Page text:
N. Korea warns foreigners in the South should make plans to evacuate

SEOUL — North Korea on Tuesday said all foreigners and foreign-run businesses in the South should draw up evacuation plans, the latest in a series of shrill warnings from Pyongyang about what it describes as likely armed conflict on the peninsula.

The North “does not want to see foreigners in South Korea fall victim to the war,” the country’s state-run news agency said in a statement attributed to the Korea Asia-Pacific Peace Committee, an arm of the ruling Workers’ Party.

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Adm. Samuel Locklear III, commander of U.S. Pacific Command, responds to questions from Sen. John McCain (R-Ariz.) about North Korea at a the Senate Armed Services Committee hearing on U.S. Pacific Command and U.S. Forces in Korea in review of the Defense Authorization Request for fiscal year 2014 and the Future Years Defense Program.

Adm. Samuel Locklear III, commander of U.S. Pacific Command, responds to questions from Sen. John McCain (R-Ariz.) about North Korea at a the Senate Armed Services Committee hearing on U.S. Pacific Command and U.S. Forces in Korea in review of the Defense Authorization Request for fiscal year 2014 and the Future Years Defense Program.

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The warning was dismissed as bluster by most security analysts. They say Pyongyang wants only to raise tensions and win political concessions from the South, not go to war with it. Officials in Seoul said they saw no signs in the North of irregular military activity or preparations for war, and a spokesman for the U.S. Embassy in Seoul said there was no evidence of an imminent threat to U.S. citizens in South Korea.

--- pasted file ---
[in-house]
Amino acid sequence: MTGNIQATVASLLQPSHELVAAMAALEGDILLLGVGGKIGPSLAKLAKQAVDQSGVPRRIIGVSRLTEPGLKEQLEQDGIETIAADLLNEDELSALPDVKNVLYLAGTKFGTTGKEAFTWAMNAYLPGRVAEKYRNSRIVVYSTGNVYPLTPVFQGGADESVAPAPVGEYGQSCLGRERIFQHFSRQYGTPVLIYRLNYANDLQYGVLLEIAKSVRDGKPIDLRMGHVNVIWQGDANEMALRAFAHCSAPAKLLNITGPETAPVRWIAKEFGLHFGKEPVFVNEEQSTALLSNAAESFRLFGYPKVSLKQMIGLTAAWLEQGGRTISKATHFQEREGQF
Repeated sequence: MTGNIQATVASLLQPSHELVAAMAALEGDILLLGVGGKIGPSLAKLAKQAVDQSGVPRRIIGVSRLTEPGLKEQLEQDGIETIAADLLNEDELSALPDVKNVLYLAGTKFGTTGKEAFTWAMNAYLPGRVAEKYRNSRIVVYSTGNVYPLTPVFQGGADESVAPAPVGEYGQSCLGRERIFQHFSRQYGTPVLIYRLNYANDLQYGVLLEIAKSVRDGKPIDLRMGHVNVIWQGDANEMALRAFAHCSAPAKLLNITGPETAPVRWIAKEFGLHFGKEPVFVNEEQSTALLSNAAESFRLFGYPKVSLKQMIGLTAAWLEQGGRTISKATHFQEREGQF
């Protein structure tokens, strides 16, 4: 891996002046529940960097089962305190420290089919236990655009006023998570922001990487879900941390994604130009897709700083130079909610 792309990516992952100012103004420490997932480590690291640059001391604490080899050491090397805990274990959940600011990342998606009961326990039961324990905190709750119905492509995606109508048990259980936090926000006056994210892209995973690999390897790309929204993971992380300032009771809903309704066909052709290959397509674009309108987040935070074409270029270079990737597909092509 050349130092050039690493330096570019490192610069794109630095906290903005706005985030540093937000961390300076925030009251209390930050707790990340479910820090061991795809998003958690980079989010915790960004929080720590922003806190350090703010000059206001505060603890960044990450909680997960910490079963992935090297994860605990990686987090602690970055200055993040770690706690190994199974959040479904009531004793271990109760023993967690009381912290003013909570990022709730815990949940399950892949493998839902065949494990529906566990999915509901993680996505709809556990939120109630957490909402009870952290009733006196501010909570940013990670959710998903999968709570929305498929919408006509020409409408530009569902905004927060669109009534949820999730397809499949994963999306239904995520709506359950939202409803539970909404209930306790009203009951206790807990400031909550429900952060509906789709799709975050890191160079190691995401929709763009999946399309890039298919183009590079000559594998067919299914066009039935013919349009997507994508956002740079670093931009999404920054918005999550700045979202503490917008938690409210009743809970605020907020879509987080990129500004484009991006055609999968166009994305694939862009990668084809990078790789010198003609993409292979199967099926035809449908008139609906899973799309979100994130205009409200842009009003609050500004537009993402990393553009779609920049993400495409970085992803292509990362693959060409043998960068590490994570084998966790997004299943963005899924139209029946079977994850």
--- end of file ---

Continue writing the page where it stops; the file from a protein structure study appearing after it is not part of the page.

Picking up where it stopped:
Still, the North’s warning underscored how the secretive police state is taking increasingly unfamiliar measures to portray itself as a threat. Within the past week, North Korea, under 30-year-old leader Kim Jong Un, has temporarily shuttered a joint industrial park, announced the restart of a nuclear reactor that generates weapons-grade plutonium and told diplomats in Pyongyang that their safety couldn’t be guaranteed from this Wednesday.

South Korean officials have also said the North could test-fire a midrange missile sometime this week.

“I don’t take the [evacuation threat] seriously,” said Robert Kelly, an international relations specialist at Pusan National University, in the southeastern part of South Korea. “If the North really wanted a war with a chance of winning, they’d have to do a surprise attack — like Pearl Harbor — because the South Korean military is so advanced compared to theirs . . . . You don’t telegraph it weeks and weeks in advance.”

The North has characterized war as something it, too, wants to avoid — although its restraint has been tested by a recent round of U.N. sanctions and joint U.S.-South Korean military drills. If war does break out, the North said Tuesday, “it will be an all-out war, i.e., a merciless sacred retaliatory war.”

After the North issued its warning, Robert Koehler, an American who has lived in the South for 15 years, wrote on his popular blog, “It’s touching to know that North Korea has my well-being at heart.”

Koehler later said in an interview that he is accustomed to North Korea’s rhetoric and less alarmed by it than his family in the United States.

“It’s their attempt to try to get attention,” Koehler said. “It’s the same thing we’ve seen before.”

 
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